William Shakespeare once penned the words, "What’s in a name?" Well, when it comes to band names, there's usually a great story involved. After all, for many bands, the most difficult part of getting started is coming up with a name that is catchy, meaningful and authentically represents the band's identity as a whole—no pressure! From dissing another rock band's performance to borrowing the name of an especially stern high school gym teacher, here are some of the most interesting stories behind the names of our favourite bands.
The inspiration behind Lynyrd Skynyrd's band name came from none other than Robert E. Lee High School's Leonard Skinner, a tough-as-nails gym teacher and basketball coach who became infamous for sending long-haired male students to the principal's office. One of the shaggy-haired students he disciplined was founding band member Gary Rossington, who eventually dropped out of school (perhaps because he was tired of being heckled about his hair!). As a way of paying homage to their old gym teacher, the band adopted the name Lynyrd Skynyrd and went on to become the American rock band best known for popularizing the Southern rock genre during the 1970s. "Sweet Home Alabama" and "Freebird" are still considered to be two of the most iconic Southern power ballads of all time. Listen to the familiar opening guitar riff of "Sweet Home Alabama" in High-Res Audio, and reminisce on all those times you spent singing along to this classic Southern anthem during cross-country road trips of summers past.
AC/DC is an Australian hard rock band formed by brothers Malcolm and Angus Young. Any AC/DC fan would know that Angus Young is typically seen on stage wearing a schoolboy uniform. But what you might not know is that Malcolm and Angus' older sister, Margaret, was the one who originally created Angus' schoolboy outfits when the band first started performing. While working on one of his costumes, Margaret noticed the letters "AC/DC" on the back of her sewing machine, an abbreviation for "alternating current/direct current" electricity. The Young brothers agreed upon the band name AC/DC during one of their rehearsals. They loved its association with electricity, raw energy and power—characteristics that they wanted their music to emulate. Check out AC/DC's fifteenth studio album, “Rock or Bust,” which hit No. 3 on the Billboard 200 and No. 1 on Top Rock Albums. The high-res version truly allows you to appreciate every detail of Brian Johnson's distinctive, powerful voice—even when he hits those crazy high notes.
For the ultimate listening experience, try pairing "Rock or Bust" with the MDR-1A Headphones. With a frequency range extending up to 100 kHz, the High-Resolution Audio MDR-1A headphones truly capture the band's quintessential rock and roll sound.
Cheap Trick is an American rock band from Rockford, Illinois, best known for hits like "Surrender," "I Want You to Want Me" and "Dream Police." Legend has it that the band's name originated with a visit to a psychic's house where they asked a Ouija board what they should call themselves. Unfortunately, it turns out that the story is just an urban myth. What actually happened is group members Tom Petersson, bass guitarist, and Rick Nielsen, lead guitarist, went to a Slade rock concert when Tom remarked to Rick, "Hey, they are using every cheap trick in the book!" Rick responded, "Hey, that's a good band name." And since that fateful day, the band has gone on to rank No. 25 on VH1's list of the 100 Greatest Artists of Hard Rock.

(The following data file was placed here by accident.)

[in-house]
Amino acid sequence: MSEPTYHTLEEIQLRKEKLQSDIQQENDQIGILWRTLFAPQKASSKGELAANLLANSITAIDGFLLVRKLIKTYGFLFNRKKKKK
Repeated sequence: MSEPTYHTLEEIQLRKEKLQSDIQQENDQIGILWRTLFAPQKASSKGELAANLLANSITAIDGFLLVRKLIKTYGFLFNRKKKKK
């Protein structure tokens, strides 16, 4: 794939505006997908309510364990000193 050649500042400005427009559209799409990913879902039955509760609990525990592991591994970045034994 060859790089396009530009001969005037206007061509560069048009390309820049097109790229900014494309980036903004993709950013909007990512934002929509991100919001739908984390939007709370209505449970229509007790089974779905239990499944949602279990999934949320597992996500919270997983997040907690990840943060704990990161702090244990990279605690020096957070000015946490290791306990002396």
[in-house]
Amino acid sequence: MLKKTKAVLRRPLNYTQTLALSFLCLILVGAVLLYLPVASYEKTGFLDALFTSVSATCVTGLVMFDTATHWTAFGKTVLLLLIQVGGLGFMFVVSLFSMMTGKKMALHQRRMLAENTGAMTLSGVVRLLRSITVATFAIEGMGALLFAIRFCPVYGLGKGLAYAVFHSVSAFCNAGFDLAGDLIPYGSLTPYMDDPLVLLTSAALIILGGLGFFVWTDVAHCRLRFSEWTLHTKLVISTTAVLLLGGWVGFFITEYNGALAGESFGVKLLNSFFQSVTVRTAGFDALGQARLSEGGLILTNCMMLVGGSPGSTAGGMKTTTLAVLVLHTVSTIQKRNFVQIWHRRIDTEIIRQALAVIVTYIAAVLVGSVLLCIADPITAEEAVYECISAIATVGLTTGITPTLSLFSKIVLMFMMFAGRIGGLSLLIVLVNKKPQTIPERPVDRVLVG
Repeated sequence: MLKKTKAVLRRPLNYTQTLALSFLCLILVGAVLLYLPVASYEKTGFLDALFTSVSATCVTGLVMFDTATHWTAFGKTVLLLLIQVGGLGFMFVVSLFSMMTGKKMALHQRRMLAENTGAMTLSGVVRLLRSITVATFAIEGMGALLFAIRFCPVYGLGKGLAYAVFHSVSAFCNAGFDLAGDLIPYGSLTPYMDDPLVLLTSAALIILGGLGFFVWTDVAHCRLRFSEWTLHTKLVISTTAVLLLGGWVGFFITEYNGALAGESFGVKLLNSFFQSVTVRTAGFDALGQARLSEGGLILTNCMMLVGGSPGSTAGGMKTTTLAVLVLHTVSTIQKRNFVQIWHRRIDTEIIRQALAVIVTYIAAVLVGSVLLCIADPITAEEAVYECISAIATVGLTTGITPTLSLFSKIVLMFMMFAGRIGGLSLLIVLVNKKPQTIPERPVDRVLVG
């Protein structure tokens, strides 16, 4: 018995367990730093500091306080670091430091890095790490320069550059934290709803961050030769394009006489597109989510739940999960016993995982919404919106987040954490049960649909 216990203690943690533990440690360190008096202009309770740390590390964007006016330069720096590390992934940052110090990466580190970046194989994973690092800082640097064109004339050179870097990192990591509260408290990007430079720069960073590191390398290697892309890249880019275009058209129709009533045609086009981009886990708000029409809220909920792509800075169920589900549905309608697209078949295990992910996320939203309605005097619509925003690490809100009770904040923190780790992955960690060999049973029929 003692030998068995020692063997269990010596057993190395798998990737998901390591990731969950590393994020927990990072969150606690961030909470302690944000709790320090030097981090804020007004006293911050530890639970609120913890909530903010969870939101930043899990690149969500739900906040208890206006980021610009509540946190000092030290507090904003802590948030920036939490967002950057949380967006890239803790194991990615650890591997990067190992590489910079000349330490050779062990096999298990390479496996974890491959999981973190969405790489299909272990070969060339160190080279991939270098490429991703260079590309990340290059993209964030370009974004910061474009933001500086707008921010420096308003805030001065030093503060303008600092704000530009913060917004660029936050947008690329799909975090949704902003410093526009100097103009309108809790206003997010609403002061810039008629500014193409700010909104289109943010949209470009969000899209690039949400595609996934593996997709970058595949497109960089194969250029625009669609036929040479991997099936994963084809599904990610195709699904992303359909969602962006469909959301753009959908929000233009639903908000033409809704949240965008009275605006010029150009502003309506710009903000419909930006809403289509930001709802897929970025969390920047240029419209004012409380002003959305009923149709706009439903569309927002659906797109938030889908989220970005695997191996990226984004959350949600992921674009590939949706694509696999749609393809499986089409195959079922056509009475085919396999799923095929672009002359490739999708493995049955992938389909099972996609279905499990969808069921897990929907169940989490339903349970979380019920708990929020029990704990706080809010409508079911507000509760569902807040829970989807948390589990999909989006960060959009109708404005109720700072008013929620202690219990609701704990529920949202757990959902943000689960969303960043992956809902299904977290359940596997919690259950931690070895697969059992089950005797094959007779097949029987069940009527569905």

Before settling on The 1975 as their band's name, the British alternative rock group experimented with a series of different names, including Talkhouse, The Slowdown, Bigsleep and Drive Like I Do. It wasn't until front man and lead vocalist Matt Healy came across the back page of an old Beat poetry book dated "1 June, The 1975" that they found a name that stuck. The band has since released four EPs and delighted fans with its irresistible synthpop hooks. Their second album, "I Like It When You Sleep, for You Are So Beautiful yet So Unaware of It," was released worldwide in February and debuted at No. 1 in the U.K. Albums Chart and the U.S. Billboard 200. Check out the link below to listen to the high-res version and experience Healy's haunting, smooth vocals for yourself.
To really amp up the experience, listen on the NW-A20 Series Walkman® and take The 1975's ethereal electropop beats with you wherever you go.
Daft Punk is a French electronic music duo that's known for producing mind-blowing combinations of house music with elements of funk, techno, disco, rock and synthpop. The duo comprises Guy-Manuel de Homem-Christo and Thomas Bangalter who maintain their privacy and anonymity by donning their iconic robot helmets. But long before the duo embraced their robot personas, they were just two ordinary students at Lycée Carnot, a secondary school in Paris. The two became fast friends and started a guitar-based rock group called Darlin'. So, how did Darlin' transition into what we now know as electronic music sensation Daft Punk? A music critic named Dave Jennings wrote up a negative review in the British music magazine Melody Maker, describing Darlin' as a "daft punky thrash," much to the band's amusement. Though Darlin' disbanded soon after, Bangalter and de Homem-Christo began experimenting with drum machines and synthesizers. They never quite forgot that Melody Maker review, and decided to call their new music project Daft Punk as a tongue-in-cheek tribute.